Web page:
Greenwich Panoramic

General James Wolfe London
Greenwich Park
London
TfL Fare Zone 2
 
 
On the hill near the entrance to the Old Royal Observatory is a statue of the English general, James Wolfe, who died fighting the French in Canada.
 
A very successful young military commander, Wolfe is best known for his audacious victory at Quebec.
 
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He spent some time in Scotland with the Duke of Cumberland fighting Bonnie Prince Charlie’s forces, and fought in the infamous Battle of Culloden (Inverness), where he actually disobeyed orders – he refused to kill a wounded Highlander, stating that his honour was worth more than his job.
 
In 1758 Wolfe was sent to North America to help drive the French out of the British colonies. He was put in charge of the assault on Quebec City. Wolfe was not only a brilliant tactician but also spoke fluent French and had a very good understanding of the French temperament. Prior to the shelling of Quebec he issued a document warning the citizens of Quebec of what would happen to them if they continued to resist.
 
His other master stroke was to conduct an amphibious landing via the reputedly unscaleable cliffs bordering the St Lawrence River. On 13 September 1759, after unsuccessful shelling of the city, Wolfe sailed up the river, landed his army at the foot of the Quebec Heights and proceeded to scale the cliffs, hauling up two small canons in the process. Marquis de Montcalm, the French commander was completely taken by surprise.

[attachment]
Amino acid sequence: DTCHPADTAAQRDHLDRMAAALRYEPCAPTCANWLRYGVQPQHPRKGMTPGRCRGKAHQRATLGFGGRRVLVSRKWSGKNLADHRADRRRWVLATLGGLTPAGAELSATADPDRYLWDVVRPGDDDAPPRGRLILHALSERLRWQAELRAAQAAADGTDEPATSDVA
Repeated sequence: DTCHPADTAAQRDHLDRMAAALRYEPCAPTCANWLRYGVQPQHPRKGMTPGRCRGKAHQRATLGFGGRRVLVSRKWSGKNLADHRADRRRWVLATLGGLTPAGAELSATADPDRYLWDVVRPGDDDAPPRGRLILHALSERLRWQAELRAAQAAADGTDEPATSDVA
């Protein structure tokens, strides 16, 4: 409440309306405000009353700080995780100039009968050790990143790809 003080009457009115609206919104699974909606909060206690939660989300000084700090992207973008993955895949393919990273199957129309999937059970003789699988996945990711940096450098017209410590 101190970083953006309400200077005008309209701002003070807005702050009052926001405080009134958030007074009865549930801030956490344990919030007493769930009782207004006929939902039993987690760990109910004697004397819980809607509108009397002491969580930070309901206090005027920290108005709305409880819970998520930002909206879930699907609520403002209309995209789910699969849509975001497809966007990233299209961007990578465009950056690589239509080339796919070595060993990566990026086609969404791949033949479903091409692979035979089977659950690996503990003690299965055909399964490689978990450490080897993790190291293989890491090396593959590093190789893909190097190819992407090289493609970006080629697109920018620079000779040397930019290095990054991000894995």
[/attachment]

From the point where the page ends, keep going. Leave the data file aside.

Montcalm, fearful that Wolfe would haul more cannons up the cliffs and batter down the walls of Quebec City decided on meeting Wolfe’s army on the Plains of Abraham outside the city. Although the French were defeated both Wolfe and Montcalm lost their lives.
 
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The reason that there is a monument to Wolfe, here at Greenwich is because he was a Greenwich man. Although born in Kent at Westerham, his family moved to Greenwich and became parishioners of St Alfege Church. Wolfe is buried under the church; a replica of his coffin plate is in the floor. There is also an epic 1762 painting in the church depicting Wolfe’s death in the battle, a wall tablet and a memorial stained glass window.
 
If the visitor wishes to know more about General James Wolfe (1727-1759) it is worth visiting his childhood home, Quebec House at Westerham.
 
Google Maps - St Alfege Church/ General James Wolfe